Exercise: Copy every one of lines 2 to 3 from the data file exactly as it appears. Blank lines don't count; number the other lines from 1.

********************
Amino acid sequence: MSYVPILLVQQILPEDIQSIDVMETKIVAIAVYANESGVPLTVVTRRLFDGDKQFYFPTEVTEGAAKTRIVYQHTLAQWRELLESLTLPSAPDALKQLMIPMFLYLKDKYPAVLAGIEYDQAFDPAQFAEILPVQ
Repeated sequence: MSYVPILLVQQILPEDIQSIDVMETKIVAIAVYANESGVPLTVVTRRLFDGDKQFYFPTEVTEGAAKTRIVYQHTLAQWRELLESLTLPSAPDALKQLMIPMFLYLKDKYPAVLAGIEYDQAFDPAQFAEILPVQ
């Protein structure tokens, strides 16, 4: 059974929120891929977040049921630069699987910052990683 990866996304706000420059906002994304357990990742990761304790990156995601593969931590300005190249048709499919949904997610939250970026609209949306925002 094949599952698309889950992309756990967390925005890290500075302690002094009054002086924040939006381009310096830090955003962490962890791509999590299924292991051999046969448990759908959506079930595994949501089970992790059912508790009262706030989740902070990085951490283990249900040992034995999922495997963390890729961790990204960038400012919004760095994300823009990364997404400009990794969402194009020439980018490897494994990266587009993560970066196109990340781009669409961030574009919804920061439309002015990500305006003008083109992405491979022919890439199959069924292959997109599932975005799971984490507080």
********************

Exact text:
Repeated sequence: MSYVPILLVQQILPEDIQSIDVMETKIVAIAVYANESGVPLTVVTRRLFDGDKQFYFPTEVTEGAAKTRIVYQHTLAQWRELLESLTLPSAPDALKQLMIPMFLYLKDKYPAVLAGIEYDQAFDPAQFAEILPVQ
């Protein structure tokens, strides 16, 4: 059974929120891929977040049921630069699987910052990683 990866996304706000420059906002994304357990990742990761304790990156995601593969931590300005190249048709499919949904997610939250970026609209949306925002 094949599952698309889950992309756990967390925005890290500075302690002094009054002086924040939006381009310096830090955003962490962890791509999590299924292991051999046969448990759908959506079930595994949501089970992790059912508790009262706030989740902070990085951490283990249900040992034995999922495997963390890729961790990204960038400012919004760095994300823009990364997404400009990794969402194009020439980018490897494994990266587009993560970066196109990340781009669409961030574009919804920061439309002015990500305006003008083109992405491979022919890439199959069924292959997109599932975005799971984490507080």